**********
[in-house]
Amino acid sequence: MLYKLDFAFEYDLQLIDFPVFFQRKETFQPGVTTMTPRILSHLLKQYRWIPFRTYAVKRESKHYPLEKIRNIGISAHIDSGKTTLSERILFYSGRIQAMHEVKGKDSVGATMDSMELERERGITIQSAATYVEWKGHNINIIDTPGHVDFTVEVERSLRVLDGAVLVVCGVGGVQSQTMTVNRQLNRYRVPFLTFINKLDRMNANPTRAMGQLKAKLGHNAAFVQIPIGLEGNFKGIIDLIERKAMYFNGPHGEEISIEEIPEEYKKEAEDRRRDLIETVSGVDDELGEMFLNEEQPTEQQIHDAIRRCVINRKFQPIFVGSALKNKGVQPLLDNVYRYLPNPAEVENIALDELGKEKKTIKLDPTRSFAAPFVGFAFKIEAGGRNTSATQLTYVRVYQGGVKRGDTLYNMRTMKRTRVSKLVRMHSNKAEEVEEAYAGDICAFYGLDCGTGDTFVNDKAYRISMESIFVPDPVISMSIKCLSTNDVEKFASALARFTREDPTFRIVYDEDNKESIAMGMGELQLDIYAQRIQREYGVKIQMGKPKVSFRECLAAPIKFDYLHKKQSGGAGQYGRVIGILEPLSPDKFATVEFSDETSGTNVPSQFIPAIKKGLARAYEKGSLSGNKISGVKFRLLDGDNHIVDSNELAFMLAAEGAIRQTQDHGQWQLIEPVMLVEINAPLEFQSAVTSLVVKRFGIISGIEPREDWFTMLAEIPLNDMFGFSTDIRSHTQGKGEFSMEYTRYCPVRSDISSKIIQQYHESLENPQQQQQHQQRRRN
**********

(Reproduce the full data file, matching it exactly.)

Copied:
[in-house]
Amino acid sequence: MLYKLDFAFEYDLQLIDFPVFFQRKETFQPGVTTMTPRILSHLLKQYRWIPFRTYAVKRESKHYPLEKIRNIGISAHIDSGKTTLSERILFYSGRIQAMHEVKGKDSVGATMDSMELERERGITIQSAATYVEWKGHNINIIDTPGHVDFTVEVERSLRVLDGAVLVVCGVGGVQSQTMTVNRQLNRYRVPFLTFINKLDRMNANPTRAMGQLKAKLGHNAAFVQIPIGLEGNFKGIIDLIERKAMYFNGPHGEEISIEEIPEEYKKEAEDRRRDLIETVSGVDDELGEMFLNEEQPTEQQIHDAIRRCVINRKFQPIFVGSALKNKGVQPLLDNVYRYLPNPAEVENIALDELGKEKKTIKLDPTRSFAAPFVGFAFKIEAGGRNTSATQLTYVRVYQGGVKRGDTLYNMRTMKRTRVSKLVRMHSNKAEEVEEAYAGDICAFYGLDCGTGDTFVNDKAYRISMESIFVPDPVISMSIKCLSTNDVEKFASALARFTREDPTFRIVYDEDNKESIAMGMGELQLDIYAQRIQREYGVKIQMGKPKVSFRECLAAPIKFDYLHKKQSGGAGQYGRVIGILEPLSPDKFATVEFSDETSGTNVPSQFIPAIKKGLARAYEKGSLSGNKISGVKFRLLDGDNHIVDSNELAFMLAAEGAIRQTQDHGQWQLIEPVMLVEINAPLEFQSAVTSLVVKRFGIISGIEPREDWFTMLAEIPLNDMFGFSTDIRSHTQGKGEFSMEYTRYCPVRSDISSKIIQQYHESLENPQQQQQHQQRRRN